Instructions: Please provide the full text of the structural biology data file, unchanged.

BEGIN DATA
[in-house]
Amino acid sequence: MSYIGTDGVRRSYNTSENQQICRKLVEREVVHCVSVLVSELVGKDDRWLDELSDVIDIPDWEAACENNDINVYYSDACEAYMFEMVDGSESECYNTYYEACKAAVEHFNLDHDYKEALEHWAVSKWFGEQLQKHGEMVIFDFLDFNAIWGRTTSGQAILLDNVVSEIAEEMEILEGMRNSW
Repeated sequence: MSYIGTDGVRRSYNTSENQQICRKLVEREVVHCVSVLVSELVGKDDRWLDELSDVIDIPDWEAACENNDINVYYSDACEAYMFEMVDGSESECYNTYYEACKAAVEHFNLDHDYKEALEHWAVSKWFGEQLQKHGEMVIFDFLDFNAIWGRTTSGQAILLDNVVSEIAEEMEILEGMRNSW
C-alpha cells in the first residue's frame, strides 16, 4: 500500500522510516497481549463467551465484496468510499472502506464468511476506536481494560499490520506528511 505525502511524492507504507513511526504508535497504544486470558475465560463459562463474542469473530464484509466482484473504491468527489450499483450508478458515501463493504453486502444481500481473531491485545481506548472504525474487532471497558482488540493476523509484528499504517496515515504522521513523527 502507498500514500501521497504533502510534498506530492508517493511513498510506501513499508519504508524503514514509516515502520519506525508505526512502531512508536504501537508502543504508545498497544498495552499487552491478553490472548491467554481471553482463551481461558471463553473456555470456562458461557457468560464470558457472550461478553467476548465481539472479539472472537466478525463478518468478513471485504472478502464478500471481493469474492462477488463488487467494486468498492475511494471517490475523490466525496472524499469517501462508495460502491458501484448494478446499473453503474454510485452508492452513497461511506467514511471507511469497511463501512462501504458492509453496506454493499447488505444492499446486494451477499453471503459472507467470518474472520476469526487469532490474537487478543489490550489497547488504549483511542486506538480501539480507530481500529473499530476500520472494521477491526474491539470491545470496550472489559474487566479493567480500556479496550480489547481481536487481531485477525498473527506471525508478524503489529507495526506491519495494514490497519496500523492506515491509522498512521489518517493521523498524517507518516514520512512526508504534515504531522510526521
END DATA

[in-house]
Amino acid sequence: MSYIGTDGVRRSYNTSENQQICRKLVEREVVHCVSVLVSELVGKDDRWLDELSDVIDIPDWEAACENNDINVYYSDACEAYMFEMVDGSESECYNTYYEACKAAVEHFNLDHDYKEALEHWAVSKWFGEQLQKHGEMVIFDFLDFNAIWGRTTSGQAILLDNVVSEIAEEMEILEGMRNSW
Repeated sequence: MSYIGTDGVRRSYNTSENQQICRKLVEREVVHCVSVLVSELVGKDDRWLDELSDVIDIPDWEAACENNDINVYYSDACEAYMFEMVDGSESECYNTYYEACKAAVEHFNLDHDYKEALEHWAVSKWFGEQLQKHGEMVIFDFLDFNAIWGRTTSGQAILLDNVVSEIAEEMEILEGMRNSW
C-alpha cells in the first residue's frame, strides 16, 4: 500500500522510516497481549463467551465484496468510499472502506464468511476506536481494560499490520506528511 505525502511524492507504507513511526504508535497504544486470558475465560463459562463474542469473530464484509466482484473504491468527489450499483450508478458515501463493504453486502444481500481473531491485545481506548472504525474487532471497558482488540493476523509484528499504517496515515504522521513523527 502507498500514500501521497504533502510534498506530492508517493511513498510506501513499508519504508524503514514509516515502520519506525508505526512502531512508536504501537508502543504508545498497544498495552499487552491478553490472548491467554481471553482463551481461558471463553473456555470456562458461557457468560464470558457472550461478553467476548465481539472479539472472537466478525463478518468478513471485504472478502464478500471481493469474492462477488463488487467494486468498492475511494471517490475523490466525496472524499469517501462508495460502491458501484448494478446499473453503474454510485452508492452513497461511506467514511471507511469497511463501512462501504458492509453496506454493499447488505444492499446486494451477499453471503459472507467470518474472520476469526487469532490474537487478543489490550489497547488504549483511542486506538480501539480507530481500529473499530476500520472494521477491526474491539470491545470496550472489559474487566479493567480500556479496550480489547481481536487481531485477525498473527506471525508478524503489529507495526506491519495494514490497519496500523492506515491509522498512521489518517493521523498524517507518516514520512512526508504534515504531522510526521